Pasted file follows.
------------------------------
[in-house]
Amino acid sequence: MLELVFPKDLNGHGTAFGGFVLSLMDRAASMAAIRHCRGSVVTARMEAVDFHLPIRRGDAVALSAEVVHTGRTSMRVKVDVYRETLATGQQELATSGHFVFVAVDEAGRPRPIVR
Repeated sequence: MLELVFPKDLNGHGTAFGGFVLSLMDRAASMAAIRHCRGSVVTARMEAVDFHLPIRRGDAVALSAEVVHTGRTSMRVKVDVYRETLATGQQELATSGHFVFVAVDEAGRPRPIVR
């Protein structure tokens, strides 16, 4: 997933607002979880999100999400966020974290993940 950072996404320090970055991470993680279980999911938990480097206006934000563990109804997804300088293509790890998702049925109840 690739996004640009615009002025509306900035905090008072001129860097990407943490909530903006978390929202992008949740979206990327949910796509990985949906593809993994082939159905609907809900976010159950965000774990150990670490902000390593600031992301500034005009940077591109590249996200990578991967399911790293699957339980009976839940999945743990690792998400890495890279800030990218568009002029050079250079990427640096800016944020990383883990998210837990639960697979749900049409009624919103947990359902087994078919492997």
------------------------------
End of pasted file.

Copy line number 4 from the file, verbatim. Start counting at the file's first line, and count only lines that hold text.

């Protein structure tokens, strides 16, 4: 997933607002979880999100999400966020974290993940 950072996404320090970055991470993680279980999911938990480097206006934000563990109804997804300088293509790890998702049925109840 690739996004640009615009002025509306900035905090008072001129860097990407943490909530903006978390929202992008949740979206990327949910796509990985949906593809993994082939159905609907809900976010159950965000774990150990670490902000390593600031992301500034005009940077591109590249996200990578991967399911790293699957339980009976839940999945743990690792998400890495890279800030990218568009002029050079250079990427640096800016944020990383883990998210837990639960697979749900049409009624919103947990359902087994078919492997």